In New England, home of hundreds of lighthouses and the families who worked them, there lived a man who in the early 1920s depended upon them in a different way.
The emerging technology at the time was the industry of flight. As one of America’s first pilots, Bill Wincapaw was known around Penobscot Bay for his skill and bravery as a floatplane pilot. The hundreds, if not thousands of islands along New England’s coast, provided plenty of business for the Curtis Flying Service. As a first-of-its-kind service Bill was not only providing flight for cargo between the islands but he often served as an air ambulance in saving the lives of many islanders who needed medical attention on the mainland.
He would often fly, as duty demanded, in adverse weather conditions and he came to depend on the people of the lighthouses even though he sought their beacons from the air instead of from the sea.
It became his habit, whenever opportunity presented itself, to stop at a local lighthouse and spend some time chatting with the keepers. He came to know and love many of these fine people upon whom he depended so much.
He decided in December of 1929 to give back a little and on Christmas day set out in his plane with a dozen packages filled with the stuff of everyday life – things like newspapers, magazines, coffee, candy and other small items. For many people, these were ordinary things but for folks living isolated from the rest of society, where scarcity of these items naturally existed, these items were literally gifts from heaven.
After flying over as many local lighthouses as he could that Christmas Day, Bill returned home to celebrate Christmas with his family, thinking nothing more of his anonymous gesture.
But word of his generosity spread quickly. The gifts from the Flying Santa were all people were talking about. Not only were they surprised, they were grateful. Someone from “out there” had remembered them for Christmas. Bill quickly realized that the flight needed to be repeated and expanded – that Santa needed to visit as many lighthouse families as he possibly could.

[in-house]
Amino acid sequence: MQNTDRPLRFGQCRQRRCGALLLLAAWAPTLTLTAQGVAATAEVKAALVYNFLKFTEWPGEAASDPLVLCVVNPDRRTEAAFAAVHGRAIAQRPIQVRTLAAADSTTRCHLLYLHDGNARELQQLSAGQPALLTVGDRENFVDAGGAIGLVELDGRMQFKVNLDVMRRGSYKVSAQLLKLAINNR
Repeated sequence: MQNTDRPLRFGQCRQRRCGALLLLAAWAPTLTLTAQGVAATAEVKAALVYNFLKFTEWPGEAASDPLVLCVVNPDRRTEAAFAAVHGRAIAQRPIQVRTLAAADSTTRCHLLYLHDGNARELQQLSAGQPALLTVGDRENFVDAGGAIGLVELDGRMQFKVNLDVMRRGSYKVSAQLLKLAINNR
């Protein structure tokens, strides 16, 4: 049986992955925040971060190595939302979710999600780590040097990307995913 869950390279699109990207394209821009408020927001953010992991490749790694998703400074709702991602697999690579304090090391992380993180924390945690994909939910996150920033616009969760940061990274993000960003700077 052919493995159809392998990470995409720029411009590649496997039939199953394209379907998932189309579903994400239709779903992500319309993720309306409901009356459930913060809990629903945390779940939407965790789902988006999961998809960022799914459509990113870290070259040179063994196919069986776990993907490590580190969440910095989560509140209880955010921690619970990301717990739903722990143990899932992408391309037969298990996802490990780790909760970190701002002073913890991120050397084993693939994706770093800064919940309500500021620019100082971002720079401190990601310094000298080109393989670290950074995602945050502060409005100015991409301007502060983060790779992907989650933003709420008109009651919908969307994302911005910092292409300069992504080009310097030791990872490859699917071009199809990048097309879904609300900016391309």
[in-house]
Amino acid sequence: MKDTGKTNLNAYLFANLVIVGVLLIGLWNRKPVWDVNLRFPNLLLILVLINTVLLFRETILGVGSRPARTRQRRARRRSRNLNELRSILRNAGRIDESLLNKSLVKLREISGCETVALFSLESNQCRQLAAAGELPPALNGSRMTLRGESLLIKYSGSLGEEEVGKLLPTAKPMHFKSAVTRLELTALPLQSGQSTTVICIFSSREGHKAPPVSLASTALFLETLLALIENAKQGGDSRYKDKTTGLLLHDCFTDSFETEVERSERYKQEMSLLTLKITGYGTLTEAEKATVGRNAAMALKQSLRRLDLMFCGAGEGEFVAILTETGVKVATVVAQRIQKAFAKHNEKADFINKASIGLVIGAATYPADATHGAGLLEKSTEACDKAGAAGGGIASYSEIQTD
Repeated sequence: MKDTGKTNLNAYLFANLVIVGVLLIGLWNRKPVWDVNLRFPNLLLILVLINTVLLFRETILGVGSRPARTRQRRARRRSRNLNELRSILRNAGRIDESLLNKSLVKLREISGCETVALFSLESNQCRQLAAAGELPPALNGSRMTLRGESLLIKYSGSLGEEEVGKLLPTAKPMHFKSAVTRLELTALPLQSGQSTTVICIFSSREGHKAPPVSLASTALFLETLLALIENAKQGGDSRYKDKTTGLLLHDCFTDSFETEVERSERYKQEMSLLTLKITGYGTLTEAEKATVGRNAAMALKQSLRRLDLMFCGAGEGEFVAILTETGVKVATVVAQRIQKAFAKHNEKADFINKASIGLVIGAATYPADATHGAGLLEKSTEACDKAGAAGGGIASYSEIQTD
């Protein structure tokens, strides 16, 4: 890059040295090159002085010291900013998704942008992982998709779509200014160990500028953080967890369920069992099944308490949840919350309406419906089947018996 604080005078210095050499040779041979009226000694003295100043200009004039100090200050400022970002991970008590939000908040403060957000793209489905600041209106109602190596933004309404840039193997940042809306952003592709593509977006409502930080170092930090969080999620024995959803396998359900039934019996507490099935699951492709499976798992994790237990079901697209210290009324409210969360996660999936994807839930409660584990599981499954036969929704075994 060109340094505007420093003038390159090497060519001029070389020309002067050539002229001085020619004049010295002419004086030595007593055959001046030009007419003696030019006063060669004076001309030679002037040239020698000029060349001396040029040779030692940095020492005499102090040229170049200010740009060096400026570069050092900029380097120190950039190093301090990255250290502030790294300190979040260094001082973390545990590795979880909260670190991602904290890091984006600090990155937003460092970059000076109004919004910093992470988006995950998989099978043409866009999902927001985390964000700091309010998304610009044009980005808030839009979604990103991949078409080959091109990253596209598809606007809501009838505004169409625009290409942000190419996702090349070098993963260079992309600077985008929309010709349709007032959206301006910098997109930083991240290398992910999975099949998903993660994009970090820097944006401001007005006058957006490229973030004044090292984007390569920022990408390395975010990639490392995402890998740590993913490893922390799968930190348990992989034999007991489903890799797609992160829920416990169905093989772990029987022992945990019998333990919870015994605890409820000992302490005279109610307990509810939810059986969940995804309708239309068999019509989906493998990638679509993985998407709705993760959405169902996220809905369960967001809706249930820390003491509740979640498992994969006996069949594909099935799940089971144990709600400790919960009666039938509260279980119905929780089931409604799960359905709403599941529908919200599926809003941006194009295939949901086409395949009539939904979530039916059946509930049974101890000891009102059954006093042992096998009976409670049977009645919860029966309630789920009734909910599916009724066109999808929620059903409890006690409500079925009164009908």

Over time, Bill expanded his efforts and brought on elves to aid the Flying Santa in his merry work. Bill Jr. came on board and, due to the notoriety of his flights and his own Christmas spirit, Bill began dressing for the part, Santa’s beard happily flowing in the wind as he leaned over his plane window to drop his packages from his flying sleigh.
By 1933, nearly 100 lighthouses in Massachusetts, Rhode Island and Connecticut were receiving visits from the Flying Santa.
As the effort grew so did the costs. Undaunted, Bill sought out local sponsors who were only too happy to support the folks who helped bring their products to market through the 365-day operation of the lighthouses.
The family effort, with Bill Jr. at age 16 in 1934 aiding in the piloting duties, grew to include Bill Jr.’s high school teacher Edward Rowe Snow, a New England native and descendant of sea captains in his own right. With his background steeped in New England heritage and his work as a teacher and an author, Snow happily engaged in the work of what he was sure was another chapter of New England lore with the Flying Santa. Snow became not only part of the effort, but quite possibly part of the Wincapaw family as well.
As the demands of World War II took Bill and Bill Jr. away from home for military service it was Snow who kept Santa’s sleigh flying. Often taking on the expense of chartering a plane and hiring a pilot, Snow pressed on in remembering the lighthouse folks each season.
The art of Santa delivery is never easily mastered. Everyone knows that Santa has to go down a chimney and often has to fit large packages through tight spaces. But try tossing presents from a plane and hitting the target 100 percent of the time. In the mid-40s Snow started including copies of his many books in the packages and these books would include a self-addressed stamped card that the receiver to put into the mail. Snow did this as a means of tracking how many of his packages were actually received. His return rate on the post cards was 94 percent.
Occasionally, a delivery went a little off target. There were reports of broken car windshields now and then or of fences that sometimes took the brunt of a flying package intended to hit the ground. Usually the gifts were received in good condition but one year Santa received a request for a special doll by a lighthouse family with a little girl who just knew the Flying Santa would deliver. Santa did deliver but the package hit the rocks and shattered the doll. Later the Santa came back in person to deliver the doll as originally promised.
These flights, in Santa suit and all, were not without mishaps. Once Santa lost his beard in a high wind and they were later returned to him in the mail with a note that said “Here are your whiskers, where is our package?”
There are, literally, hundreds of stories of Christmas giving and receiving that have been shared over the years due to the flights of the Flying Santa.
Air transportation has changed over the decades and the evolution of flight has caused for adjustments to be made for the Flying Santa. But for more than 80 years the tradition has continued.